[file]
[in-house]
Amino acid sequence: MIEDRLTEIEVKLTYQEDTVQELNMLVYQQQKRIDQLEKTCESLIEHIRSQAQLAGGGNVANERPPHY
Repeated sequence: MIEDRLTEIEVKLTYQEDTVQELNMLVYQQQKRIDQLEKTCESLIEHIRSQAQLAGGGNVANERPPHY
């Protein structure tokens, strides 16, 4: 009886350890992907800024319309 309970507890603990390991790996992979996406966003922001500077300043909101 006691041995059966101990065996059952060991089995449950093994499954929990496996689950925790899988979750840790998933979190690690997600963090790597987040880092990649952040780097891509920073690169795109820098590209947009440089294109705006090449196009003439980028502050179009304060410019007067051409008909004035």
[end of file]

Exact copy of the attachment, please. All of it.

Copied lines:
[in-house]
Amino acid sequence: MIEDRLTEIEVKLTYQEDTVQELNMLVYQQQKRIDQLEKTCESLIEHIRSQAQLAGGGNVANERPPHY
Repeated sequence: MIEDRLTEIEVKLTYQEDTVQELNMLVYQQQKRIDQLEKTCESLIEHIRSQAQLAGGGNVANERPPHY
């Protein structure tokens, strides 16, 4: 009886350890992907800024319309 309970507890603990390991790996992979996406966003922001500077300043909101 006691041995059966101990065996059952060991089995449950093994499954929990496996689950925790899988979750840790998933979190690690997600963090790597987040880092990649952040780097891509920073690169795109820098590209947009440089294109705006090449196009003439980028502050179009304060410019007067051409008909004035």